THE CME DOLLAR is regularly stretched to support activity planning, development, and implementation. On occasion, components of an event are compromised or eliminated because the funding is inadequate. When that's the case, do we behave as responsible stewards of financial resources when we designate ever-increasing portions of the CME dollar to duties associated with guideline compliance? Couldn't these monies be better spent developing methods to make measurable improvements in the educational process?
There is a cost associated with guideline compliance — a cost that inflates project budgets and is ultimately borne by the supporting organization or directly by the consumer of CME. In the case of large CME organizations, the cost of compliance includes hiring or reallocating staff to coordinate and manage documentation and to train and monitor staff and vendors to ensure compliance with regulations of the Office of Inspector General, Accreditation Council for CME, Food and Drug Administration, American Medical Association, Pharmaceutical Research and Manufacturers of America, and others. Smaller CME organizations, at the very least, must redirect a portion of staff time toward compliance activities. In either case, costs increase.
Consider, for example, that CME providers need to collect and interpret disclosure information while at the same time developing committees, policies, and procedures to resolve conflicts of interest. Or consider the many thousands of dollars invested to conduct on-site monitoring of programs previously approved by independent activity reviewers. CME providers also commit time and expense to the education and re-education of, grantors, and others whenever rules are revised or new regulations promulgated.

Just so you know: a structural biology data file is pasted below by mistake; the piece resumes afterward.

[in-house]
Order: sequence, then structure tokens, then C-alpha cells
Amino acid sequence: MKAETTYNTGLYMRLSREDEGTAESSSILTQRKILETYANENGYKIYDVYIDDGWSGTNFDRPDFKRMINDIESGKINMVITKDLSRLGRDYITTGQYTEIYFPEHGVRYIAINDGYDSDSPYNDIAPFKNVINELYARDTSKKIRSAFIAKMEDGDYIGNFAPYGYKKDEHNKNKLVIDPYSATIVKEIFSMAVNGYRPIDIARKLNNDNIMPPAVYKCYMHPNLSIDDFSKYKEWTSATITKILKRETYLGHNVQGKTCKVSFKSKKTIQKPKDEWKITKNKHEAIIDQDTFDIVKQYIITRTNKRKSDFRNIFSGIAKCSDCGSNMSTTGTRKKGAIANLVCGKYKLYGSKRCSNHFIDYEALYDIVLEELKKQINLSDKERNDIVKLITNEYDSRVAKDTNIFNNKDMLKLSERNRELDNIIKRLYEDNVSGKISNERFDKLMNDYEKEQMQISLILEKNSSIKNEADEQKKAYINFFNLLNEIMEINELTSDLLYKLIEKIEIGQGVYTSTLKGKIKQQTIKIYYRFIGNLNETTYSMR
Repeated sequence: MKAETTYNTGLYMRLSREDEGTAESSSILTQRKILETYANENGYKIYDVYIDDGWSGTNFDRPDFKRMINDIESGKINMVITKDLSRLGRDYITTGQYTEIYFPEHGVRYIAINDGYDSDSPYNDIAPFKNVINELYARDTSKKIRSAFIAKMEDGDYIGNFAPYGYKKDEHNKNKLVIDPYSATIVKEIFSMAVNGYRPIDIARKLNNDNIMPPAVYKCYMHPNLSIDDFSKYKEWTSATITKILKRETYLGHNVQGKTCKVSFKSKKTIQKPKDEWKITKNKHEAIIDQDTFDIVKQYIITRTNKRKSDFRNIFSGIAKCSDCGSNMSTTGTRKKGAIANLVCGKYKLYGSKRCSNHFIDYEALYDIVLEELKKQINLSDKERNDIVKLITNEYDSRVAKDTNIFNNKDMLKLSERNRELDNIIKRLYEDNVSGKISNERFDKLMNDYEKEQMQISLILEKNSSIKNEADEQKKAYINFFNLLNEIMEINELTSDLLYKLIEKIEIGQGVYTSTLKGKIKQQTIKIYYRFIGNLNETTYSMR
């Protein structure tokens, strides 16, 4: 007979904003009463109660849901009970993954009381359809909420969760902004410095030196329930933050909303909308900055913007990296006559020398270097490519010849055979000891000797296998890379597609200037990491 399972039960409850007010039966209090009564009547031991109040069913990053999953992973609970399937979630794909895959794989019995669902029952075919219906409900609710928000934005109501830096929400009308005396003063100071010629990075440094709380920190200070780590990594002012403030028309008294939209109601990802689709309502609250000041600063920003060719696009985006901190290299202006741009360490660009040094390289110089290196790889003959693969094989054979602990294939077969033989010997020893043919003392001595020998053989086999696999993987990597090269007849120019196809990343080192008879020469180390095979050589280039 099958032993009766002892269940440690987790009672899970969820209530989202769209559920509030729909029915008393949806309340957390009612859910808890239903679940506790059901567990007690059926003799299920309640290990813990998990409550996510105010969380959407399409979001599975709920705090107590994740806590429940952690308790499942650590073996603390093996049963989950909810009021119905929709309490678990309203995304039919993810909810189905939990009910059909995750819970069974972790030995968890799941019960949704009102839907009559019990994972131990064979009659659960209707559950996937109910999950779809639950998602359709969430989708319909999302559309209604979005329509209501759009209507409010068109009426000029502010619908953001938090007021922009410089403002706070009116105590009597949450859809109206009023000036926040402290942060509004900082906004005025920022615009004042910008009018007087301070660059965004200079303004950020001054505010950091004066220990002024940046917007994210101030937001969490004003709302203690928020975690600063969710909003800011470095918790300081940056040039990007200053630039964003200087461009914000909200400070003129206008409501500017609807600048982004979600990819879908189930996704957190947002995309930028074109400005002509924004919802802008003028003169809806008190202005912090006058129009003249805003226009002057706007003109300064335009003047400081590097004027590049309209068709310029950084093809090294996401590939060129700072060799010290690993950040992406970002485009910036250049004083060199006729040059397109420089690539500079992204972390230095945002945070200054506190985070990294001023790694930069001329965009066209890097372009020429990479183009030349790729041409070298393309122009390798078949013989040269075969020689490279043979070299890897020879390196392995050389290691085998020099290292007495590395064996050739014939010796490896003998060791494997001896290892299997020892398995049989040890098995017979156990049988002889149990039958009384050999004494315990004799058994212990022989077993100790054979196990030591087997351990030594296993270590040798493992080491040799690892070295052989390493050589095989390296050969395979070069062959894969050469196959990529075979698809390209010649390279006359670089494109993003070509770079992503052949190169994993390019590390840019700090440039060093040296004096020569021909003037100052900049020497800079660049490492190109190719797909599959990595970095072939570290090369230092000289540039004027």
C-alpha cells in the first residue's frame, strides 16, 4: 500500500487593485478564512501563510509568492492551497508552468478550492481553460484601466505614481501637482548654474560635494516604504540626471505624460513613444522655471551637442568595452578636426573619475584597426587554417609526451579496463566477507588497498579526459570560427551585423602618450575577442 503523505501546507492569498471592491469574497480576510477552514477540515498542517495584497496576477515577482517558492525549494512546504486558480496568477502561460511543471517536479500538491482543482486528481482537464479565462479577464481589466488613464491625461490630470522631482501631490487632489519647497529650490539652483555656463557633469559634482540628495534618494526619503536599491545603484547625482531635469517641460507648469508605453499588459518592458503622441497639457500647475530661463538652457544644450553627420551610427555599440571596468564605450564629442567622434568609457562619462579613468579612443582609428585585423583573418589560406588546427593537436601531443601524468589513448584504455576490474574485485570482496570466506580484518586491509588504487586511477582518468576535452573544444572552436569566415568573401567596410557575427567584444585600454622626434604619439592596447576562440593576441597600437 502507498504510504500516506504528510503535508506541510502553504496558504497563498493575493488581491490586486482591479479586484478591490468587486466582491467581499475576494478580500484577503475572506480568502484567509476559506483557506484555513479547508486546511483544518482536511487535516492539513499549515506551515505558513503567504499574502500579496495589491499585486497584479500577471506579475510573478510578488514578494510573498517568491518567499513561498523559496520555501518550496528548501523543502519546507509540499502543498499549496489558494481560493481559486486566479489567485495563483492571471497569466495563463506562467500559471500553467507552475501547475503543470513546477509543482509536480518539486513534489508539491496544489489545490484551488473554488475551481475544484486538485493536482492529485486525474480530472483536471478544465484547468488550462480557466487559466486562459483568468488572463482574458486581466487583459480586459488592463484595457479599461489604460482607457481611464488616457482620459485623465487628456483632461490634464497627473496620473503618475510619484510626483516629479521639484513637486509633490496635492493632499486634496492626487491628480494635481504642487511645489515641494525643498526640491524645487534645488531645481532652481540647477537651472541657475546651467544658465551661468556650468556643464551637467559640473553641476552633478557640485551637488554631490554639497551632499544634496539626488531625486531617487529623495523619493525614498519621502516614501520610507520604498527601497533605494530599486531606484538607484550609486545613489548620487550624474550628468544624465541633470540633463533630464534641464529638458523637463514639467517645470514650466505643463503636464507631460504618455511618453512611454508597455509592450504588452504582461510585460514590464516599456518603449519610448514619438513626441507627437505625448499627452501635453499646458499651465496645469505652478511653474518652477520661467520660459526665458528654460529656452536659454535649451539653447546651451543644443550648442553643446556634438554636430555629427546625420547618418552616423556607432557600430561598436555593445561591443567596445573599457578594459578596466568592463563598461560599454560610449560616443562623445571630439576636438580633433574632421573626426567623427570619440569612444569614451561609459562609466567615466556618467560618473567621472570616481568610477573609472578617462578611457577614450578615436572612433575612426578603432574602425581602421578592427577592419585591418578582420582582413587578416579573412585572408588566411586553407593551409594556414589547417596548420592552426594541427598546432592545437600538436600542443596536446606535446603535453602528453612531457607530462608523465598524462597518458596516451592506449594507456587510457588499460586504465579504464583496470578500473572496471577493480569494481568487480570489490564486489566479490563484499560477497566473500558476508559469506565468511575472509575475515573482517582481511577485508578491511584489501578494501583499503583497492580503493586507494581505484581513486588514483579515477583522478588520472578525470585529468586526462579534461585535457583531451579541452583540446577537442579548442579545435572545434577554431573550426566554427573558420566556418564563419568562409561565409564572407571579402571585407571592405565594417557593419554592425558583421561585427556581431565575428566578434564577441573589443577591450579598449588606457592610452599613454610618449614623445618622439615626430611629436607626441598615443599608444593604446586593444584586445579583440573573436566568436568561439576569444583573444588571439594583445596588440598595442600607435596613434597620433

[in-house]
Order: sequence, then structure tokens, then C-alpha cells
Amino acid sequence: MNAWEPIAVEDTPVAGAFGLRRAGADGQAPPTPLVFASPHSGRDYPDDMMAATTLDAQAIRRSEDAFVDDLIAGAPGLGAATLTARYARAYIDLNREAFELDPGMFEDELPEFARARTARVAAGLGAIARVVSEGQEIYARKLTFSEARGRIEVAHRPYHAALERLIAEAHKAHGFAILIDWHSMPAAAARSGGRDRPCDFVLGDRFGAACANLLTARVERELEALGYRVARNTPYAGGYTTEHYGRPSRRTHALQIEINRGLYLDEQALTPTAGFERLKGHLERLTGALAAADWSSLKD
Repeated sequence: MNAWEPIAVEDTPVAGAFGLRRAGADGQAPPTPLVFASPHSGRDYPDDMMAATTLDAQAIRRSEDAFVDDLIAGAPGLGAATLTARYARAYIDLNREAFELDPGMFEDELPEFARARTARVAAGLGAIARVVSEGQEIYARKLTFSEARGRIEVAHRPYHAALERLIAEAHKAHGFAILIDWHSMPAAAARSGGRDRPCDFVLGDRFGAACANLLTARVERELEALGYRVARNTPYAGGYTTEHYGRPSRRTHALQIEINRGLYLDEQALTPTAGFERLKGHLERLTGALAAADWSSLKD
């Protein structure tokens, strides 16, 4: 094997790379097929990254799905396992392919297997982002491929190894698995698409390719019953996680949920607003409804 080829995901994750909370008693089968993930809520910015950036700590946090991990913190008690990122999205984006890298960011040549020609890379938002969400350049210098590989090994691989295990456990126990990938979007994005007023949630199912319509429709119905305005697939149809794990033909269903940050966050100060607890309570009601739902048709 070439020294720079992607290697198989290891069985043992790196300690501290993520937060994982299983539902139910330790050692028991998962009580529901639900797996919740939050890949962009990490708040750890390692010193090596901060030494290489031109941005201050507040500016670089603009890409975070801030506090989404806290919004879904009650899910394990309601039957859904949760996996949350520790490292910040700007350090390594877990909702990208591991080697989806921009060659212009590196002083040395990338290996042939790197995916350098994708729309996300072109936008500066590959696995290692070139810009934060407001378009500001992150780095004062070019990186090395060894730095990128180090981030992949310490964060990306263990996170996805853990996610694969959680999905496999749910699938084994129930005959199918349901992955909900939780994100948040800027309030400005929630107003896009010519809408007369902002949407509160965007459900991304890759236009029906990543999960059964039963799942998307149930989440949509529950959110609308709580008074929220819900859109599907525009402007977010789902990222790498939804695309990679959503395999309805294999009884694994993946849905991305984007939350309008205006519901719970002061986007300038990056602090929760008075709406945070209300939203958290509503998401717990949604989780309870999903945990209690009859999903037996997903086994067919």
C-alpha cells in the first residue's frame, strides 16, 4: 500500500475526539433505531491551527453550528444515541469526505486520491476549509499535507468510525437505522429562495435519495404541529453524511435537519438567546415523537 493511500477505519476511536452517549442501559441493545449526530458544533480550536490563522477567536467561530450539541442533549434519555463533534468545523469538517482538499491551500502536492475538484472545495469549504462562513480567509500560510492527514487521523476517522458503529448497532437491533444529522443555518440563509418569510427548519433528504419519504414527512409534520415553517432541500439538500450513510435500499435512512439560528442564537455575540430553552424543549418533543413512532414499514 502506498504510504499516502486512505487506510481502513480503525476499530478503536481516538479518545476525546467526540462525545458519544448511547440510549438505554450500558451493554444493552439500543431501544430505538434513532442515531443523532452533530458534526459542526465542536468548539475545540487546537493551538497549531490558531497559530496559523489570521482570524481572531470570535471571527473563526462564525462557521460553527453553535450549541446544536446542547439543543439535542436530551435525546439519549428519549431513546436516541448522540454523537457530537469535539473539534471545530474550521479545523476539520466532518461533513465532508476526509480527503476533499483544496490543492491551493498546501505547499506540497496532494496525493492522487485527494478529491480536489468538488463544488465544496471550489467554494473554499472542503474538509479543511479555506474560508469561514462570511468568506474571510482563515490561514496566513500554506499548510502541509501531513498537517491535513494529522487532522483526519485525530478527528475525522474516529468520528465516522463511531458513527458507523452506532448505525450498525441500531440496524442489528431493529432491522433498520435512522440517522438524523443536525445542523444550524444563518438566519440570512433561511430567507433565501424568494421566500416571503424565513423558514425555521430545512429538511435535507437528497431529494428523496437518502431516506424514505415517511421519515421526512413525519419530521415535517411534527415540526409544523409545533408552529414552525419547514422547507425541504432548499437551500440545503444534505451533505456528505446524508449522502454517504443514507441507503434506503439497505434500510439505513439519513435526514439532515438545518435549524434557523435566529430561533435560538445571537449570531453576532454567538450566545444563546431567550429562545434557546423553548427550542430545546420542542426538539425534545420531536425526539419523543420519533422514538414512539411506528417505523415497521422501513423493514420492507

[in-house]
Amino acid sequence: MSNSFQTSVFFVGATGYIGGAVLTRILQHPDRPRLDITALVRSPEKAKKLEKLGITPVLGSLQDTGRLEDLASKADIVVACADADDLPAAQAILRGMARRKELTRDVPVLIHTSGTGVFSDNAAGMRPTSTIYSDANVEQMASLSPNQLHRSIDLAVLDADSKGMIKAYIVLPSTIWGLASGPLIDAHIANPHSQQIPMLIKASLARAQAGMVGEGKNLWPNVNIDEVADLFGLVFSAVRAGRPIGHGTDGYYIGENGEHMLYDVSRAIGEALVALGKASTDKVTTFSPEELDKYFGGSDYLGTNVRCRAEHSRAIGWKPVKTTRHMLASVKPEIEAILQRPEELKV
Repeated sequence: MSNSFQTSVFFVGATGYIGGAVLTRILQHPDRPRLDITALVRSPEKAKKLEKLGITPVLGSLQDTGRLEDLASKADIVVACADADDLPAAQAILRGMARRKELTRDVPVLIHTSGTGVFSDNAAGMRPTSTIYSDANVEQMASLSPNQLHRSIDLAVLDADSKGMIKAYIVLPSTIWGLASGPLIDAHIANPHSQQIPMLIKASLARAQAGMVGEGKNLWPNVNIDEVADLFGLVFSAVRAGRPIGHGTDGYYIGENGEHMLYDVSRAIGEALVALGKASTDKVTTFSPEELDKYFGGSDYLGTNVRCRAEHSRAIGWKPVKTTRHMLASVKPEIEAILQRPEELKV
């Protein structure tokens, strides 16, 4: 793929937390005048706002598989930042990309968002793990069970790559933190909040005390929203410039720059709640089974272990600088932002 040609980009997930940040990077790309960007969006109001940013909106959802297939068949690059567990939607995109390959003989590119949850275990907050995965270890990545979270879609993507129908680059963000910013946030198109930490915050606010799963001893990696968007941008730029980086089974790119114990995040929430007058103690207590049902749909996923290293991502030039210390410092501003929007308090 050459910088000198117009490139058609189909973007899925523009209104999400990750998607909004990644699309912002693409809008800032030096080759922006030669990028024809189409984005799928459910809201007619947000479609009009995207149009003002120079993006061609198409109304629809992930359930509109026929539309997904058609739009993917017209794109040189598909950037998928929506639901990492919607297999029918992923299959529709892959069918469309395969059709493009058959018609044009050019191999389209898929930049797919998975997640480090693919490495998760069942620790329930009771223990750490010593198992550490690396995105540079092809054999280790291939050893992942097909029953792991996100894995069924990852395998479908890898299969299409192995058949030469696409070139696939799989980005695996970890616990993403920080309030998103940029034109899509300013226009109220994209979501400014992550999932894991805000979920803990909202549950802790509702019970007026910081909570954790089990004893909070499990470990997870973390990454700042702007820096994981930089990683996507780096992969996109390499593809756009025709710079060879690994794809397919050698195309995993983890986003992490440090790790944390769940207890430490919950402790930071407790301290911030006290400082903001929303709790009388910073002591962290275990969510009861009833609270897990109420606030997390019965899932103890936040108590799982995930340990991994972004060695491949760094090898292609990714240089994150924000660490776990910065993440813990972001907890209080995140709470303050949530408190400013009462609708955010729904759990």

Depending on the term of accreditation, every several years CME providers must address the requirements of the re-accreditation survey and the accompanying sizeable task of compliance. In some organizations, this process takes almost a year, and for programs offering CME in multiple formats and in large volume, it may cost as much as $100,000 for staff time, consultants, and report review. And in the latter example, it is reasonable to ask whether given the high cost of labor, the re-accreditation timetable should be extended to perhaps seven to 10 years, thus bringing it more in line with medical board review standards while yielding appreciable cost savings. If extending time between reviews is not the answer, then maybe a retooling and reduction of submission requirements is in order.
Return to the Roots
It seems that compliance regulations should result in quality CME or at least in an improved CME product. But it's difficult if not impossible to prove that, for example, conflict resolution policies or specific disclosures improve the educational product, learning experience, or knowledge application.
CME must return to its roots. In recent years, policymakers have been all-too-responsive to exposés in the press and to the voices of medical sages who rarely find anything good to say about the CME process. It is time to accept the guidelines as they are, to verify their sufficiency, to modify them only infrequently and for carefully validated reasons, and to devote the resulting available time, effort, and funds to the restoration of bona fide educational and teaching principles. That is the core of CME, and it is subject to distortion and erosion when regulations override the process and absorb inordinate amounts of time, energy, resources, and funds.
Robert F. Orsetti is assistant vice president, continuing education, University of Medicine and Dentistry of New Jersey in Newark. Orsetti, a 24-year CME veteran, is a member of the AMA's National Task Force on CME Provider/Industry Collaboration. Contact him at (973) 972-8377 or send e-mail to firstname.lastname@example.org. For more of his columns, visit mm.meetingsnet.com.